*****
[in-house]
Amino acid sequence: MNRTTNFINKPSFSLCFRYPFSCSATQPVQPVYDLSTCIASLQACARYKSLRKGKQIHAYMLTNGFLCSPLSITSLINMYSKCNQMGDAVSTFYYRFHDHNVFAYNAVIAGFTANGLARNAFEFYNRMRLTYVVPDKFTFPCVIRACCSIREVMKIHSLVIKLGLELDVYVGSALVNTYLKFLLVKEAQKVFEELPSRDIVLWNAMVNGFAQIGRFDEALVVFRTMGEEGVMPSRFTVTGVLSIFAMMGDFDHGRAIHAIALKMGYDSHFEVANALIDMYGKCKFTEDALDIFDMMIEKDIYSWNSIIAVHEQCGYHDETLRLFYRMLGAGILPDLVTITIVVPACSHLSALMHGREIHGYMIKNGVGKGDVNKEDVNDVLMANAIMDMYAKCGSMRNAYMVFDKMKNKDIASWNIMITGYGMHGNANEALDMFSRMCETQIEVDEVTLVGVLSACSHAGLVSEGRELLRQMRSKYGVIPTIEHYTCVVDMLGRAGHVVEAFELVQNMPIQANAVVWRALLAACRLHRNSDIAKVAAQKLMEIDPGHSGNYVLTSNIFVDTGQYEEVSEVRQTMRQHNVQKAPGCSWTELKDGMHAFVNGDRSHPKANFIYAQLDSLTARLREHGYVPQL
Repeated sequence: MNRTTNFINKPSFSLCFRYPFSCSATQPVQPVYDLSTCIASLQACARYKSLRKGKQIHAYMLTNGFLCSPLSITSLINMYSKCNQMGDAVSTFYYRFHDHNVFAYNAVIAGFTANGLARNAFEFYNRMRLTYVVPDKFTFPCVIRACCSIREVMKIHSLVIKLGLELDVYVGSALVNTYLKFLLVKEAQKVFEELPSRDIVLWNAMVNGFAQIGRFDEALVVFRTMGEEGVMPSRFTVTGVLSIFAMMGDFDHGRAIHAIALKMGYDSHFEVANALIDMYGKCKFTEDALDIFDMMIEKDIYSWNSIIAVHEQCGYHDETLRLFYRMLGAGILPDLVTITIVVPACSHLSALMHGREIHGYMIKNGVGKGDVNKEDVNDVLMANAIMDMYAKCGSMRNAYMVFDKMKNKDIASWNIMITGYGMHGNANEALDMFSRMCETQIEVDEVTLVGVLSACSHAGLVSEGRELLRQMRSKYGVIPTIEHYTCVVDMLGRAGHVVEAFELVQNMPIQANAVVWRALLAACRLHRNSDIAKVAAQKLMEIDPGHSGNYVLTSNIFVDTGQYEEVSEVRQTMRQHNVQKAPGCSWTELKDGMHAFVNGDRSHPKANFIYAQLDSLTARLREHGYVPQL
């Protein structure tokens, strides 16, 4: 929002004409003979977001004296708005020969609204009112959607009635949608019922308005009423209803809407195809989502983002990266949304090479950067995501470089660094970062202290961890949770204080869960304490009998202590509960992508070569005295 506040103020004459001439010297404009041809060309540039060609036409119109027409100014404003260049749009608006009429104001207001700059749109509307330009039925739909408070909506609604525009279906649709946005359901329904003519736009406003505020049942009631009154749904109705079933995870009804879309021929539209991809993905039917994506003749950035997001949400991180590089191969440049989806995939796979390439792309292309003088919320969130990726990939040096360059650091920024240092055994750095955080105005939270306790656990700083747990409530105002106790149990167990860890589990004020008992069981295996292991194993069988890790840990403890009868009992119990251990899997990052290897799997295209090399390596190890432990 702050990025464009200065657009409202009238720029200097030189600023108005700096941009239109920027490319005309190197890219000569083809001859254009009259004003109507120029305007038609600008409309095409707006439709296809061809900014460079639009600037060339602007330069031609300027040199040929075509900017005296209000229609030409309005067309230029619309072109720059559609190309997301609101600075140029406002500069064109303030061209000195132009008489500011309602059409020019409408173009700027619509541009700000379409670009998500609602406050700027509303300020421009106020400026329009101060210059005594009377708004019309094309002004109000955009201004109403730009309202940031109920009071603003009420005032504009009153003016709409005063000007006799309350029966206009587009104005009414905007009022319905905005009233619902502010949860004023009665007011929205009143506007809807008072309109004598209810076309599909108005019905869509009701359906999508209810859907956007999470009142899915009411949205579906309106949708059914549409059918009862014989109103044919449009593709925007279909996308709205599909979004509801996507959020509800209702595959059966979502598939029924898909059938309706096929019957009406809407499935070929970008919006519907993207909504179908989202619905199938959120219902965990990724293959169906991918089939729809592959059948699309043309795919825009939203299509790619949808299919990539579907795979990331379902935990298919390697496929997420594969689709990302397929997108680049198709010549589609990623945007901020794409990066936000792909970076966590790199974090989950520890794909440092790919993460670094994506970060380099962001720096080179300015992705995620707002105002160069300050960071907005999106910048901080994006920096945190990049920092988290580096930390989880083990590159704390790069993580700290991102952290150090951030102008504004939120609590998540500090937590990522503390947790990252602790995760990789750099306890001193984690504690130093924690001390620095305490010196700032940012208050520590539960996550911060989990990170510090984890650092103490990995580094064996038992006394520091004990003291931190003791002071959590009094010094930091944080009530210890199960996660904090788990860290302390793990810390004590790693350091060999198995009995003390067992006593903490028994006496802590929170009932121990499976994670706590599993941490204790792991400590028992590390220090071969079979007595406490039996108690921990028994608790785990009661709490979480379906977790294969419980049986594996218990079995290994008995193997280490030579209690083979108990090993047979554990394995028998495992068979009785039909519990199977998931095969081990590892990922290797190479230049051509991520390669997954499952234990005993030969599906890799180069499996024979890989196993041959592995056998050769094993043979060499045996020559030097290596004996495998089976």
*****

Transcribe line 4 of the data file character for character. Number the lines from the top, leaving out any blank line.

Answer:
């Protein structure tokens, strides 16, 4: 929002004409003979977001004296708005020969609204009112959607009635949608019922308005009423209803809407195809989502983002990266949304090479950067995501470089660094970062202290961890949770204080869960304490009998202590509960992508070569005295 506040103020004459001439010297404009041809060309540039060609036409119109027409100014404003260049749009608006009429104001207001700059749109509307330009039925739909408070909506609604525009279906649709946005359901329904003519736009406003505020049942009631009154749904109705079933995870009804879309021929539209991809993905039917994506003749950035997001949400991180590089191969440049989806995939796979390439792309292309003088919320969130990726990939040096360059650091920024240092055994750095955080105005939270306790656990700083747990409530105002106790149990167990860890589990004020008992069981295996292991194993069988890790840990403890009868009992119990251990899997990052290897799997295209090399390596190890432990 702050990025464009200065657009409202009238720029200097030189600023108005700096941009239109920027490319005309190197890219000569083809001859254009009259004003109507120029305007038609600008409309095409707006439709296809061809900014460079639009600037060339602007330069031609300027040199040929075509900017005296209000229609030409309005067309230029619309072109720059559609190309997301609101600075140029406002500069064109303030061209000195132009008489500011309602059409020019409408173009700027619509541009700000379409670009998500609602406050700027509303300020421009106020400026329009101060210059005594009377708004019309094309002004109000955009201004109403730009309202940031109920009071603003009420005032504009009153003016709409005063000007006799309350029966206009587009104005009414905007009022319905905005009233619902502010949860004023009665007011929205009143506007809807008072309109004598209810076309599909108005019905869509009701359906999508209810859907956007999470009142899915009411949205579906309106949708059914549409059918009862014989109103044919449009593709925007279909996308709205599909979004509801996507959020509800209702595959059966979502598939029924898909059938309706096929019957009406809407499935070929970008919006519907993207909504179908989202619905199938959120219902965990990724293959169906991918089939729809592959059948699309043309795919825009939203299509790619949808299919990539579907795979990331379902935990298919390697496929997420594969689709990302397929997108680049198709010549589609990623945007901020794409990066936000792909970076966590790199974090989950520890794909440092790919993460670094994506970060380099962001720096080179300015992705995620707002105002160069300050960071907005999106910048901080994006920096945190990049920092988290580096930390989880083990590159704390790069993580700290991102952290150090951030102008504004939120609590998540500090937590990522503390947790990252602790995760990789750099306890001193984690504690130093924690001390620095305490010196700032940012208050520590539960996550911060989990990170510090984890650092103490990995580094064996038992006394520091004990003291931190003791002071959590009094010094930091944080009530210890199960996660904090788990860290302390793990810390004590790693350091060999198995009995003390067992006593903490028994006496802590929170009932121990499976994670706590599993941490204790792991400590028992590390220090071969079979007595406490039996108690921990028994608790785990009661709490979480379906977790294969419980049986594996218990079995290994008995193997280490030579209690083979108990090993047979554990394995028998495992068979009785039909519990199977998931095969081990590892990922290797190479230049051509991520390669997954499952234990005993030969599906890799180069499996024979890989196993041959592995056998050769094993043979060499045996020559030097290596004996495998089976």